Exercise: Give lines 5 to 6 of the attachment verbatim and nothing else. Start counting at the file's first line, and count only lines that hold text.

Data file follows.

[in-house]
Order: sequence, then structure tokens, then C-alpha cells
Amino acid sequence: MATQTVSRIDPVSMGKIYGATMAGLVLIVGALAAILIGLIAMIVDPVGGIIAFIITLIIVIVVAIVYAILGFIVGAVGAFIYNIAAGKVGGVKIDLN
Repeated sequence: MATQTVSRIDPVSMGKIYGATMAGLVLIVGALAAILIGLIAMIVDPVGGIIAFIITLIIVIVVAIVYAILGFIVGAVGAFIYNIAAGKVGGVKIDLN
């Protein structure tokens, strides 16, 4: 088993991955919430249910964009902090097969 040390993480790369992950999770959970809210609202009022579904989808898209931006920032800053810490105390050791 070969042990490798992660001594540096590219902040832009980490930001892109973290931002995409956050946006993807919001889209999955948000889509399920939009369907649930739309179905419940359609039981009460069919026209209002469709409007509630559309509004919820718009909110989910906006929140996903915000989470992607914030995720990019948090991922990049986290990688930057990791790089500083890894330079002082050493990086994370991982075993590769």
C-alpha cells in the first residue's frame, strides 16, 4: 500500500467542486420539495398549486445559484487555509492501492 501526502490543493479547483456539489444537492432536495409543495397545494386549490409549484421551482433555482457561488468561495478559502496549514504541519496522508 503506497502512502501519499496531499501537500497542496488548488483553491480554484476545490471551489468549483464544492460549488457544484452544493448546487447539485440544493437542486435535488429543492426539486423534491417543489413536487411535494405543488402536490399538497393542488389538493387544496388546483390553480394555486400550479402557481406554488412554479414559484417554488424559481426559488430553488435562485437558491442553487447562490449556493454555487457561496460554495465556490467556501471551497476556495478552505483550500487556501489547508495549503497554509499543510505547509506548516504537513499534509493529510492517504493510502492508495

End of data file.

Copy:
């Protein structure tokens, strides 16, 4: 088993991955919430249910964009902090097969 040390993480790369992950999770959970809210609202009022579904989808898209931006920032800053810490105390050791 070969042990490798992660001594540096590219902040832009980490930001892109973290931002995409956050946006993807919001889209999955948000889509399920939009369907649930739309179905419940359609039981009460069919026209209002469709409007509630559309509004919820718009909110989910906006929140996903915000989470992607914030995720990019948090991922990049986290990688930057990791790089500083890894330079002082050493990086994370991982075993590769």
C-alpha cells in the first residue's frame, strides 16, 4: 500500500467542486420539495398549486445559484487555509492501492 501526502490543493479547483456539489444537492432536495409543495397545494386549490409549484421551482433555482457561488468561495478559502496549514504541519496522508 503506497502512502501519499496531499501537500497542496488548488483553491480554484476545490471551489468549483464544492460549488457544484452544493448546487447539485440544493437542486435535488429543492426539486423534491417543489413536487411535494405543488402536490399538497393542488389538493387544496388546483390553480394555486400550479402557481406554488412554479414559484417554488424559481426559488430553488435562485437558491442553487447562490449556493454555487457561496460554495465556490467556501471551497476556495478552505483550500487556501489547508495549503497554509499543510505547509506548516504537513499534509493529510492517504493510502492508495